In the short-term, we need twinning between stronger branches and those that are re-balloting. It is crucial we get as strong a vote as possible and as many institutions joining the action as possible. There should also be a campaign to build solidarity among non-striking staff for those taking action. But we need to prepare for a national aggregated ballot that draws the union together. That pulls out the whole sector. And which creates the conditions for a significant victory. Disaggregated ballots make this much more difficult. They present a danger to national bargaining and threaten the union’s ability to take national action in the future.

National action and escalation now

We clearly need a strong national lead to ensure that we keep momentum on our side. We need to escalate strike action beyond symbolic strikes lasting a few days and the minimalist action short of strike we are currently engaged in. We should also immediately escalate action short of strike, moving to the full spectrum of what we voted for, including marking boycotts.

Here, we should take the lead from unions like the University of Liverpool UCU which has recently won a major dispute to end redundancies. We must likewise be prepared to use this strike period to prepare for a national ballot on the ‘4 fights’. To enthuse members and overcome unevenness, we must highlight demands that will unify the whole sector. No other demands can do this better than increased pay and secure, decent jobs. Inflation is rising, which means a real terms pay cut and that affects us all. This is why pay is a unifying demand. Fighting this as a priority is a way of protecting jobs, lessening workload and reducing casualisation.

Moreover, we are striking at a time when there is growing discontent among working people about pay and conditions and a rise in the number of strikes. This presents us with the opportunity of forging wider links to fight alongside other workers and make the strikes more political.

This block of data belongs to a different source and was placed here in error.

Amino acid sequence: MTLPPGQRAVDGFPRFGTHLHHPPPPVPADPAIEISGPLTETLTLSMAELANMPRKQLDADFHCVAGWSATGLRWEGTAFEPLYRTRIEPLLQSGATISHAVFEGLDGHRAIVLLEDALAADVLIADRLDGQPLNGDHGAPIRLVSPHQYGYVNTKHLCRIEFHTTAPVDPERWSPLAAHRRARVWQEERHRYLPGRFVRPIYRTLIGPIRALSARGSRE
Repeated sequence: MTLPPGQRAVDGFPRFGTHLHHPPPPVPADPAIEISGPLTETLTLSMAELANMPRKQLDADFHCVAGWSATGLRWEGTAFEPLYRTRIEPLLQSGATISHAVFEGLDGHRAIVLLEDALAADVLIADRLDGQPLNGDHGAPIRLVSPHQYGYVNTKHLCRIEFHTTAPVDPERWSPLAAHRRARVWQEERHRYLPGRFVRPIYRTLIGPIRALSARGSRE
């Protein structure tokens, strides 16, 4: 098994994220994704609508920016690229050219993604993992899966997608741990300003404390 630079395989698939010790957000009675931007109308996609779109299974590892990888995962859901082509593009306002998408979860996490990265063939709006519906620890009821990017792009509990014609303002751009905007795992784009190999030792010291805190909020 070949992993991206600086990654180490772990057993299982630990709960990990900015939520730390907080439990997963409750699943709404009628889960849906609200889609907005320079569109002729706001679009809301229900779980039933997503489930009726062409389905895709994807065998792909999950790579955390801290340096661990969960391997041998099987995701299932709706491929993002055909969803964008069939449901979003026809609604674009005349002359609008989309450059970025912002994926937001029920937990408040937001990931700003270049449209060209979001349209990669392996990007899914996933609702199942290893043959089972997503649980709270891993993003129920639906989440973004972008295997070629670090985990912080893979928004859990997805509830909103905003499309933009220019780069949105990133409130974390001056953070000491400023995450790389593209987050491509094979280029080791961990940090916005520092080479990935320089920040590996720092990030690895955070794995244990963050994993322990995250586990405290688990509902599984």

Political trade unionism

Indeed, we must make common cause with other unions, students and the wider community to fight for the common good against the marketising and privatising agenda of a government that lurches from crisis to crisis. We have every reason to feel confident that we can win. In our sector, our employers depend on us to deliver teaching, produce world-leading research, and perform the necessary administrative tasks that make things tick at universities. The sector is awash with cash and our employers can afford to pay us a decent pension and wage, and end endemic overwork and casualisation.

But our union must make the wider political argument that critical services have been hit hard during the pandemic and that we must stand together to defend not just education, but the NHS and the welfare state as a whole from the criminally incompetent but cynically brutal Tories. Working people more broadly have an interest in fighting collectively to better our lot, against greedy bosses and a government bent on passing the buck of the crisis of their own making on to ordinary people, while flouting all the rules. We have strength in unity. Solidarity and militancy across our sector and the trade union and working class movement is our path to victory.